Yes, AEDs are safe to use on anyone, even infants. If you work with infants and children, you should get an AED that has paediatric pads, as these are calibrated for use on children under 8 years old. However, if your only option in an emergency is to use adult electrode pads, you may use them by placing one pad on the chest and one on the back of the patient, then provide CPR and deliver shocks as directed by the AED.
For pregnant patients, remember to inform emergency services that the patient is pregnant. Then continue CPR and use the AED as you would for any other adult patient. Remember, providing good CPR and using the AED is their best chance of survival.
#7 – Can I Get in Trouble or Prosecuted for Using an AED?
Many people worry that they can get prosecuted for using an AED, but there are actually laws in place to protect you. These Good Samaritan Laws are in force across Australia in each state and territory, and offer full legal protection to anyone who assists a person in an emergency situation. Full information on protection in your state can be found in the following State and Territory Acts:
- New South Wales – Civil Liability Act 2002
- Victoria – Wrongs Act 1958
- Western Australia – Civil Liability Act 2002
- South Australia – Good Samaritans (Limitation of Liability) Bill 2002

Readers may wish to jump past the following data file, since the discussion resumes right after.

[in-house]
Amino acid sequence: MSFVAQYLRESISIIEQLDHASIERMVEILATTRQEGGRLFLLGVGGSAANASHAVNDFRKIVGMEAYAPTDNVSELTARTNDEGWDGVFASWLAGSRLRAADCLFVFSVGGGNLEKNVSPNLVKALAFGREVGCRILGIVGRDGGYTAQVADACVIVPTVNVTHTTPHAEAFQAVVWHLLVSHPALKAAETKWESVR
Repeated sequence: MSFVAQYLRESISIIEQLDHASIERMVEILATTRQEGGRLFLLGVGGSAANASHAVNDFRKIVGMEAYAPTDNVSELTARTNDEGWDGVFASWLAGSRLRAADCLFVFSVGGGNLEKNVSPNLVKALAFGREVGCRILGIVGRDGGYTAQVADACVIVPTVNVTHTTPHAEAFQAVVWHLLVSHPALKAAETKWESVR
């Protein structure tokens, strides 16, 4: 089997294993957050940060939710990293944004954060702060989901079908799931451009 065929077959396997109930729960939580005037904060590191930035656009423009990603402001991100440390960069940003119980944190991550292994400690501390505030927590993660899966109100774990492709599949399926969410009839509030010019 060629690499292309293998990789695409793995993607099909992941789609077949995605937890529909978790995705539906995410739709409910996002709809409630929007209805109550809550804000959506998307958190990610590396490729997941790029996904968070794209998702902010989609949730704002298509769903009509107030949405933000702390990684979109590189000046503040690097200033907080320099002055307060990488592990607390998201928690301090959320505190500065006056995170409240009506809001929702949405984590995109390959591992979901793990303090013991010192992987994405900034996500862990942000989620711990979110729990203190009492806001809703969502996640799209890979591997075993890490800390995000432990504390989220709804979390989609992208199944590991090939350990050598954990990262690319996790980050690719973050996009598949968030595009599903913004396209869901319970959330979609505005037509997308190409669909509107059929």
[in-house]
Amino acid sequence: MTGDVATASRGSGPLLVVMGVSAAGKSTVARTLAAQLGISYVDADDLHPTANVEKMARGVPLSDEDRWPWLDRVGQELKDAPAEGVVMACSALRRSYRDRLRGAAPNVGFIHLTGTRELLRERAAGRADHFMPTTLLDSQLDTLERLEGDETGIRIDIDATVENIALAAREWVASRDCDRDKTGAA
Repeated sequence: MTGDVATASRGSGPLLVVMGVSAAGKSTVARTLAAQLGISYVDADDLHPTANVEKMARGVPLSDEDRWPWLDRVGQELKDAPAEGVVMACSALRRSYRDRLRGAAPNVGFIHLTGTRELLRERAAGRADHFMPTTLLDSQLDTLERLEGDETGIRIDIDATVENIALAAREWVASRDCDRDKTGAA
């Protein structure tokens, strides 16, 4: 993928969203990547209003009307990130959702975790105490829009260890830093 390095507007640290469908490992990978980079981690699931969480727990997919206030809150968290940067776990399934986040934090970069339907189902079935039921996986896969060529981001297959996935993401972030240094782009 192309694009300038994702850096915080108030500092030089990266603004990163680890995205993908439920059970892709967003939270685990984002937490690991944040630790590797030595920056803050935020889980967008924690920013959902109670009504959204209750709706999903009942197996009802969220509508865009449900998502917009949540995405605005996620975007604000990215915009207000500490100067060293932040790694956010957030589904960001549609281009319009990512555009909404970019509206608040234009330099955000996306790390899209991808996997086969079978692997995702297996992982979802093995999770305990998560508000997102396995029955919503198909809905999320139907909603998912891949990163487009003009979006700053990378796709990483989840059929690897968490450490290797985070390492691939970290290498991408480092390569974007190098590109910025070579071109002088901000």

- Australian Capital Territory – Civil Law (Wrongs) Bill 2002
- Queensland – Law Reform Act 1995 (Qld) s 16 and Civil Liability Act 2003 (Qld) s 26
- Northern Territory – Personal Injuries (Liabilities and Damages) Act
- Tasmania – Civil Liability Act 2002
#8 – How Should I Store My AED?
In an emergency situation, your AED needs to available quickly and easily. This means you should store it in a publicly accessible and highly-visible area, not a locked cabinet. In businesses and public spaces, you should have regular training to ensure that everyone knows where the AED is and how/when to use it. Custom cabinets and signage can help make your AED and First Aid kits as visible as possible.
If you work in a facility that is higher risk for SCA (for example, factory floors, construction sites, medical offices, etc), then the AED should be located close to high-risk areas. Multiple AEDs may be needed for large facilities.